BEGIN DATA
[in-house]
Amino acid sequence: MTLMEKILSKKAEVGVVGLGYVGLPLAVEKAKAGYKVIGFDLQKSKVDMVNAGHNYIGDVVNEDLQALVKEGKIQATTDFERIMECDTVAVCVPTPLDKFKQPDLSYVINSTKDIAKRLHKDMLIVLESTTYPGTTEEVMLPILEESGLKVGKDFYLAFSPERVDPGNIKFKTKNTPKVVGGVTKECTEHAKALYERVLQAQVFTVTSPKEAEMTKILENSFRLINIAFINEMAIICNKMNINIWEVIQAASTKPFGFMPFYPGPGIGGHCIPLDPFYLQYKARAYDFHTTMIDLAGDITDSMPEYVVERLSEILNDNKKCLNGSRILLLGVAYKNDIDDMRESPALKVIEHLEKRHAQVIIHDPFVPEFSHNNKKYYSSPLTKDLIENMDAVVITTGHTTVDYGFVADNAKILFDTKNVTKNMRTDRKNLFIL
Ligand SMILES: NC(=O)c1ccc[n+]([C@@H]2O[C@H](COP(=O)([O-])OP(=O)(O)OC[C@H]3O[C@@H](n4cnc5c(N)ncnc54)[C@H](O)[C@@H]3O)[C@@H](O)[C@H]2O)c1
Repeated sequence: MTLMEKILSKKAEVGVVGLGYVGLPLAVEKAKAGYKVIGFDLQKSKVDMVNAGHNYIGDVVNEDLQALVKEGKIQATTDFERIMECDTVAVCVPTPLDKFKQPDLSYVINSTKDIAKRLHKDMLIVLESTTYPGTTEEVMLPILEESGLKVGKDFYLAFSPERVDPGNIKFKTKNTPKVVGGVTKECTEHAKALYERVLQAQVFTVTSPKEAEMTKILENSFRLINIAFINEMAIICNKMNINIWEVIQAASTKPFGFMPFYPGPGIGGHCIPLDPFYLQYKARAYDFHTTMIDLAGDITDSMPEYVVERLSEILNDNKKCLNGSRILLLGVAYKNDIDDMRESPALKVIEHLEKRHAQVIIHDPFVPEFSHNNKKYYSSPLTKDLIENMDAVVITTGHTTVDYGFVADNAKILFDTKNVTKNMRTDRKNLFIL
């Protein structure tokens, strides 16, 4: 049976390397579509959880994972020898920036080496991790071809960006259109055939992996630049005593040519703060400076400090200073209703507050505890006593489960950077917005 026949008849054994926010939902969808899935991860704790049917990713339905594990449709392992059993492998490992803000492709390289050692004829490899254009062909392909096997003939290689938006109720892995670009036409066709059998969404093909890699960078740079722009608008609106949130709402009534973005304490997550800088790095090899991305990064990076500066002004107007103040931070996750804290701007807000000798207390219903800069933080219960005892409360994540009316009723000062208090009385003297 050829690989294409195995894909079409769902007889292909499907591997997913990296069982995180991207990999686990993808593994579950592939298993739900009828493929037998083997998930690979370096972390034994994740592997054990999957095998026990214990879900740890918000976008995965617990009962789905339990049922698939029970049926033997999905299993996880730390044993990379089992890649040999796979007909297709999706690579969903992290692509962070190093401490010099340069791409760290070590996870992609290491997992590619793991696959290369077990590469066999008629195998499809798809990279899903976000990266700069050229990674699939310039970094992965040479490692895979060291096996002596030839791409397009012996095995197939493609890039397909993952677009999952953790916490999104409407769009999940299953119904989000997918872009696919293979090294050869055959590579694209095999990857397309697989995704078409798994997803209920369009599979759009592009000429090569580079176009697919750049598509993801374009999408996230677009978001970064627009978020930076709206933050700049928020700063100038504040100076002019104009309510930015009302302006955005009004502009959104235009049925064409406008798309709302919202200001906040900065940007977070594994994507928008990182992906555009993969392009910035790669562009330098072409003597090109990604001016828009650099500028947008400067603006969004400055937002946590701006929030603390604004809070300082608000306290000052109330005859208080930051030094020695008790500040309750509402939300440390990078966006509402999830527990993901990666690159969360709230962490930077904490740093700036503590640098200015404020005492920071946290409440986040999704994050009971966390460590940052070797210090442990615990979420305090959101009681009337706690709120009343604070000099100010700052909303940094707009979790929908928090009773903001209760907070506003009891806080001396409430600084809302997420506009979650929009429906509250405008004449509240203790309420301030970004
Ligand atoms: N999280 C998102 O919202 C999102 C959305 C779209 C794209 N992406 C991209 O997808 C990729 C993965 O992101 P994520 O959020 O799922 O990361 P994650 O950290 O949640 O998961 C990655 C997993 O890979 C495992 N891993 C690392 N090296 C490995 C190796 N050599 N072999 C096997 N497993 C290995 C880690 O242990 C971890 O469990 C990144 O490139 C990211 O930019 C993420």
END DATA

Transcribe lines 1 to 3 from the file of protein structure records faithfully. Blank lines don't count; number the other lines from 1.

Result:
[in-house]
Amino acid sequence: MTLMEKILSKKAEVGVVGLGYVGLPLAVEKAKAGYKVIGFDLQKSKVDMVNAGHNYIGDVVNEDLQALVKEGKIQATTDFERIMECDTVAVCVPTPLDKFKQPDLSYVINSTKDIAKRLHKDMLIVLESTTYPGTTEEVMLPILEESGLKVGKDFYLAFSPERVDPGNIKFKTKNTPKVVGGVTKECTEHAKALYERVLQAQVFTVTSPKEAEMTKILENSFRLINIAFINEMAIICNKMNINIWEVIQAASTKPFGFMPFYPGPGIGGHCIPLDPFYLQYKARAYDFHTTMIDLAGDITDSMPEYVVERLSEILNDNKKCLNGSRILLLGVAYKNDIDDMRESPALKVIEHLEKRHAQVIIHDPFVPEFSHNNKKYYSSPLTKDLIENMDAVVITTGHTTVDYGFVADNAKILFDTKNVTKNMRTDRKNLFIL
Ligand SMILES: NC(=O)c1ccc[n+]([C@@H]2O[C@H](COP(=O)([O-])OP(=O)(O)OC[C@H]3O[C@@H](n4cnc5c(N)ncnc54)[C@H](O)[C@@H]3O)[C@@H](O)[C@H]2O)c1